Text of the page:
JURUPA VALLEY (AP) — California's newest city could be broke in a year because the state has taken away nearly half its budget.
Jurupa Valley in Riverside County lost $6.5 million out of a $14.6 million budget when the state Legislature voted last year to take state vehicle license fee money that used to go to new cities.
"Our survival is at stake," Mayor Laura Roughton told the Los Angeles Times. "We have to get the money restored."
The community of about 100,000 people was incorporated in March 2011 in Riverside County, a fast-growing sprawl of suburbs east of Los Angeles.
Many other California cities are struggling in the wake of the 2008 worldwide financial crisis that melted tax revenues. Stockton, Mammoth Lakes and San Bernardino all have declared insolvency.
Unlike those communities, Jurupa Valley isn't saddled with large budget demands for schools, employee pensions, public services and building projects. Every employee is a hired contractor, including the city manager, and county and state agencies handle police and fire services.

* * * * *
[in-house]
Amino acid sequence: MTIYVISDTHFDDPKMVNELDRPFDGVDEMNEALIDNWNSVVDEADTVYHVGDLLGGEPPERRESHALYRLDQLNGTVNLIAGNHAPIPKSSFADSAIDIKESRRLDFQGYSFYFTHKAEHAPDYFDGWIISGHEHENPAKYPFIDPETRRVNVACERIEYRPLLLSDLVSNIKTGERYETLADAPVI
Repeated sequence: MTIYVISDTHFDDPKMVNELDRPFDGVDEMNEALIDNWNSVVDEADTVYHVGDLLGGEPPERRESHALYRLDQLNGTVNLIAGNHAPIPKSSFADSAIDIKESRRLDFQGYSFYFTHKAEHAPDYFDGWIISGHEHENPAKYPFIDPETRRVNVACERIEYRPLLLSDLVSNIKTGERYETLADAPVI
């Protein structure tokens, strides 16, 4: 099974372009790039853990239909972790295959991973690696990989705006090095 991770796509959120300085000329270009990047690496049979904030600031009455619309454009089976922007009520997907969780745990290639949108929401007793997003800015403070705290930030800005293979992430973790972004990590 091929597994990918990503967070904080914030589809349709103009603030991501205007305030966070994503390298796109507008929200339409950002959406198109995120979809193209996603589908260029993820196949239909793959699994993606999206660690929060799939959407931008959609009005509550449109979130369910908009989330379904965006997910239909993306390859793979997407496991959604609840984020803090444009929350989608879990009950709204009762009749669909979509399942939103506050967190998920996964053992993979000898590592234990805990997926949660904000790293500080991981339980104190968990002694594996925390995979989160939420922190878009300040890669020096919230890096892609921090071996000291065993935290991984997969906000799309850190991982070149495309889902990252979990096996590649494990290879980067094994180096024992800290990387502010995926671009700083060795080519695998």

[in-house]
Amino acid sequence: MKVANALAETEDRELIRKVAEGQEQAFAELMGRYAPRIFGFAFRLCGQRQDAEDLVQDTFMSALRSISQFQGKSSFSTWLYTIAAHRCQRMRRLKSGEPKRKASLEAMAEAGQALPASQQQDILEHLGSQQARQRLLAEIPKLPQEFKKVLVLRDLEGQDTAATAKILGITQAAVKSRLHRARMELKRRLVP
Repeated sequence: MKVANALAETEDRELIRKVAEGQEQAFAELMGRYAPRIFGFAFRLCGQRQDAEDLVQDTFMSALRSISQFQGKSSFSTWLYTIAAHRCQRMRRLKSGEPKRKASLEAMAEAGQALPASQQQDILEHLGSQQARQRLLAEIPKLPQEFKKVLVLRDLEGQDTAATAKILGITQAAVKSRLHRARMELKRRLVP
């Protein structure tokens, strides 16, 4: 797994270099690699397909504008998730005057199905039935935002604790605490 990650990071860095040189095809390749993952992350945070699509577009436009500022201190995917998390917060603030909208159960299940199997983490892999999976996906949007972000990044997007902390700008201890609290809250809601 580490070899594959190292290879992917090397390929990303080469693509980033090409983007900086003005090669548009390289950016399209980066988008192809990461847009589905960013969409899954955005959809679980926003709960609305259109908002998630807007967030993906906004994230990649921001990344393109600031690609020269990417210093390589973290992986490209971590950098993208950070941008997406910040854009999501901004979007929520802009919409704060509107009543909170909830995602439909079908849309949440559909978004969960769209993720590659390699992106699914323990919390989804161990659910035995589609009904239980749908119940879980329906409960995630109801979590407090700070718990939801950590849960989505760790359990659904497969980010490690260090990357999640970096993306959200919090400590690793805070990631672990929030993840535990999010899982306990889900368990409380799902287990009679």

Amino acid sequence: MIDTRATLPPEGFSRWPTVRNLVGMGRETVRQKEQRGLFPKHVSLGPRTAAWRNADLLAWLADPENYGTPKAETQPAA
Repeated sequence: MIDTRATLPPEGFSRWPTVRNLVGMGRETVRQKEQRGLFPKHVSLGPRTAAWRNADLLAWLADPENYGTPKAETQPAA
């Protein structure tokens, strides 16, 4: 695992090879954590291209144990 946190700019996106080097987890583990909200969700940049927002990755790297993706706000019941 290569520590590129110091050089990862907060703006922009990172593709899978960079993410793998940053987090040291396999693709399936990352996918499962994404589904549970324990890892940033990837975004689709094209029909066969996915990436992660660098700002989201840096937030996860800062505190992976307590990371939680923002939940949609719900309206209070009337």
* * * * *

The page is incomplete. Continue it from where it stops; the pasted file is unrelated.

What might force Jurupa Valley over the edge is the loss of the state car-tax money, which used to provide financial help until new cities could find their feet.
The Legislature voted to divert that funding to a grant program for local law enforcement that previously was supported by state general funds.
A bill to restore the money to new cities has stalled in the Legislature.
The cut also hurt California's three other newest cities, also in Riverside County. Menifee lost $3.8 million, Eastvale lost $3 million, and Wildomar $2 million.
Wildomar, which contracts with the county for police services, was forced to cut back on its number of officers.
"The only way to make up for that was in public safety," City Manager Frank Oviedo.
Officials from Menifee, Eastvale and Wildomar say their cities will survive, but observers have their doubts.
"I don't know how any new city will be able to make it," said Michael Coleman, a fiscal advisor for the League of California Cities. "Jurupa Valley? I think they have maybe a year, then they'll give up."
"Shoot, we haven't even had a chance to get started," said Don Davies, who helped lead the Jurupa Valley cityhood effort.
California has seen cities vanish before.
The Riverside County desert town of Cabazon disincorporated in 1972, and the tiny Northern California gold rush town of Hornitos in Mariposa County folded in 1973 after 122 years of cityhood.